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App Revenue Beating Download Growth, Set to Double by 2020

By Steve Anderson
April 25, 2016

A Dilbert strip once sent Dilbert out on a date with a young lady, and had him note that, while it might seem like he was working a dead-end job, he was developing an app in his spare time. His date then handed him a lottery ticket and noted she'd just doubled his chances of success. A new report notes that app revenue is on the way up, and faster than the rate of new downloads, which means success in the field may not be lottery-ticket odds away.

The report from Ovum notes that, over the next five years, app revenue worldwide will more than double, growing 2.2 times current levels to reach $79 billion. App downloads, however, will grow at a slower pace of 1.8 times current levels, reaching 378 billion downloads in 2020. Better yet, revenue growth is set to be much more rapid, with the period between 2016 and 2020 representing over three times the revenue generated between 2008 and 2015.

Essentially, as described by Ovum principal analyst Guillermo Escofet, the pace of downloads will slow as smartphone markets mature and user acquisition costs escalate. Fewer new smartphones means fewer apps downloaded overall. But the apps that are downloaded will be downloaded for a good reason, which means app quality will be the primary driver of app growth. Throw in a likely increase in in-app spending, and that means download growth slows and revenue growth carries on.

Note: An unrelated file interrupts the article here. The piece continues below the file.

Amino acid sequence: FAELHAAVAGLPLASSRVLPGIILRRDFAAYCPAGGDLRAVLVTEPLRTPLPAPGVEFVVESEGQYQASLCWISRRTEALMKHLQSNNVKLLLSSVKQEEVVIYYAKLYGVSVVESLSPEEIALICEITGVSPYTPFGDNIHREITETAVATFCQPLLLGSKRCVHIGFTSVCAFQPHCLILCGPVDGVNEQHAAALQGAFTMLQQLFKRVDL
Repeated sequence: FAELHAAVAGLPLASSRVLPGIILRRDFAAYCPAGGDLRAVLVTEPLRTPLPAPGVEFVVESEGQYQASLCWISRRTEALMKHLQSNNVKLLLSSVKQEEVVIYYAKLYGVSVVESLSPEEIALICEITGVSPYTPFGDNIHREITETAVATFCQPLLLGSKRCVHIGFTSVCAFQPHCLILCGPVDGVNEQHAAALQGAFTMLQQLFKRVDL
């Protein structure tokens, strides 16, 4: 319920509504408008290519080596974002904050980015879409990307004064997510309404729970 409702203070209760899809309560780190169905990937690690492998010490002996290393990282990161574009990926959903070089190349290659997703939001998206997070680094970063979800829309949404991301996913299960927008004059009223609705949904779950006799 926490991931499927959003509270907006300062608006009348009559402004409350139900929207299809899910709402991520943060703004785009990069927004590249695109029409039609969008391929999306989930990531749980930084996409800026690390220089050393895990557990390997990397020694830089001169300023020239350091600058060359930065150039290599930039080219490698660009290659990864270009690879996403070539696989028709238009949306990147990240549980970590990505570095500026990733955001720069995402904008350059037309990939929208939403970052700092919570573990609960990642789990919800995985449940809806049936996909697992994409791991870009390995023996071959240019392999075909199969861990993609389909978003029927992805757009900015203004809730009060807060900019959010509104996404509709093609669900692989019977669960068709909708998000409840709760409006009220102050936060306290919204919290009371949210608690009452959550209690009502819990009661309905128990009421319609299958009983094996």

Emerging markets are set to represent the biggest growth rates, bringing in the highest growth rates for both download counts and revenues. Developed markets will continue to represent the largest share of revenue, however, as emerging markets and late adopters start adding in greater quantities. The biggest destabilizing element in the emerging markets sector is China, whose massive population of comparatively late adopters in the smartphone market is proving to skew the ratings.

While, based on this report, it might be a particularly good idea to focus on app development for the Chinese market or on mobile gaming, there's certainly plenty of room here for the rest of the field. It's also likely to give app developers a better chance to realize revenues that can actually be lived on, a tactic that previously was a lot like a lottery win. It might have seemed like app development wasn't a viable career path. That may be changing, and that's good news for development.

The more possible success becomes, the more likely it is that competitors will enter the field. No one wants to walk into a dying career path, after all, and app development is proving its vibrancy with sheer numbers. More competitors mean more apps, and better quality apps too, so for downloaders and developers alike, the future is looking up in app development.




Edited by Maurice Nagle

Contributing Writer

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